The email signature for Justin Kittredge reads “President, CEO and Janitor” for his new company, ISlide. Those three titles speak volumes on his leadership style, entrepreneurial spirit and humble work ethic. After starting at Reebok as an intern in a storybook manner, Justin recently made the move from employed executive at a sportswear titan to building his own brand in Boston. We caught up with Justin to discuss his time working for Reebok basketball and his transition to becoming his own boss in this installment of Industry Interview.
Nice Kicks: How did you get your start in the footwear industry?
Justin Kittredge: I was lucky. I did an internship at Reebok out of college. Honestly, the main reason why I wanted to get the internship was because I read that you played ball at lunch time (Laughs). That was the most intriguing piece of the internship that I knew of. But it was good. I worked at an internship in the marketing department, graduated, and then I got a job and worked at Reebok for over ten years, mostly in product marketing and retail marketing as well. The experience I got from working at a major company for so long was invaluable.
Nice Kicks: How did the internship at Reebok come about?
Justin Kittredge: I definitely was not qualified for the job. I was actually a hotel/restaurant management major looking for a marketing job. The guy that I interviewed with asked me to play in a 6 AM intramural game the day after the interview. I had the game of my life and he offered me the position right afterwards. It was very serendipitous. When I had that opportunity, I realized it was the opportunity of a lifetime to be able to work for a large footwear/apparel brand right in my backyard of Boston. I spent every minute at Reebok learning as much as I possibly could and trying to do the best at the business we had. I ended my time there as Director of Basketball Product. I was doing something that I was very passionate about. I’ve always been a big basketball guy. Going to work every day wasn’t really going to work, it was just enjoying what we were doing. You deal with the bureaucracy of a large company, and I understood that, but at the end of the day I always tried to tell myself that I was working on basketball and that there were some people that would probably kill for the job I had.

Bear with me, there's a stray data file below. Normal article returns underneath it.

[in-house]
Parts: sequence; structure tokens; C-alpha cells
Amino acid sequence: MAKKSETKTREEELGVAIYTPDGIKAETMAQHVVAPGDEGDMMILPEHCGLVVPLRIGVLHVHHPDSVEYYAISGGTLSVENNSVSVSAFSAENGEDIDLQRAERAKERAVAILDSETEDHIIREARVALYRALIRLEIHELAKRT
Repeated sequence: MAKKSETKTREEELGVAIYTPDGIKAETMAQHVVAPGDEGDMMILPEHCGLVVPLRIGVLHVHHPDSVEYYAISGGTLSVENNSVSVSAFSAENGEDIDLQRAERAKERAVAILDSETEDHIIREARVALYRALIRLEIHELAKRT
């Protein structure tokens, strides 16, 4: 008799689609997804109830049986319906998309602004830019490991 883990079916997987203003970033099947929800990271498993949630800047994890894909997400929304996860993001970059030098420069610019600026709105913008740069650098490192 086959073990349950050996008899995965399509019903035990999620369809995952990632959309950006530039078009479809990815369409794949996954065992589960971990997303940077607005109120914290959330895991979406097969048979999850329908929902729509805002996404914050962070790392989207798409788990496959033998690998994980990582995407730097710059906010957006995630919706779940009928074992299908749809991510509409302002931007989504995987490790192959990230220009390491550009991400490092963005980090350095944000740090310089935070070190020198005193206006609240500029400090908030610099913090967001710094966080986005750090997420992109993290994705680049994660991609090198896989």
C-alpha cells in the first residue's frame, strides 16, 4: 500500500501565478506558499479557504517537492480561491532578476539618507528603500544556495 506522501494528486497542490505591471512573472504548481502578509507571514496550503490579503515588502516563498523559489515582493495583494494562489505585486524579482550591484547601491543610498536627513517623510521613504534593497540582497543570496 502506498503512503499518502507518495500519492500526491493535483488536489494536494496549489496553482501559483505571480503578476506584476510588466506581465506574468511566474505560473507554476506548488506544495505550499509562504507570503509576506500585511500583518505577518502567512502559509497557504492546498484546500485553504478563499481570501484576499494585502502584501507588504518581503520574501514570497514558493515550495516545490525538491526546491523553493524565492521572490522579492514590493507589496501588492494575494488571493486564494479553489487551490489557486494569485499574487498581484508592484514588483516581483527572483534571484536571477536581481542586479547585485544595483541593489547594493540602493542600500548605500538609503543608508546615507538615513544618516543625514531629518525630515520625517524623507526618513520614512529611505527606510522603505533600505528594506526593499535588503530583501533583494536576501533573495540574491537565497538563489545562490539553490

Nice Kicks: Looking back at your time at Reebok, what projects stand out as your favorite?
Justin Kittredge: Number one was probably EuroCamp. To spend a week in Italy with NBA GMs, presidents and players in a laid back atmosphere is something I could definitely do 365 days a year. Aside from that, I think the process of sitting down with professional athletes and talking about what the inspiration could be from their shoe to seeing it come to fruition over the course of 18 months when it actually hits retail with marketing behind it. Just to see a guy like John Wall tweet about it and talk about it on his own and to see how proud he was to have his own shoe – to have a team make that dream a reality for him. Not even just John, even guys like Jason Terry or Jameer Nelson who still have things that are very close to them. To add those elements to the shoe and see how proud they were to wear the shoe was great. That took so much hard work from the design and development team, the marketing team, and even the team overseas in China.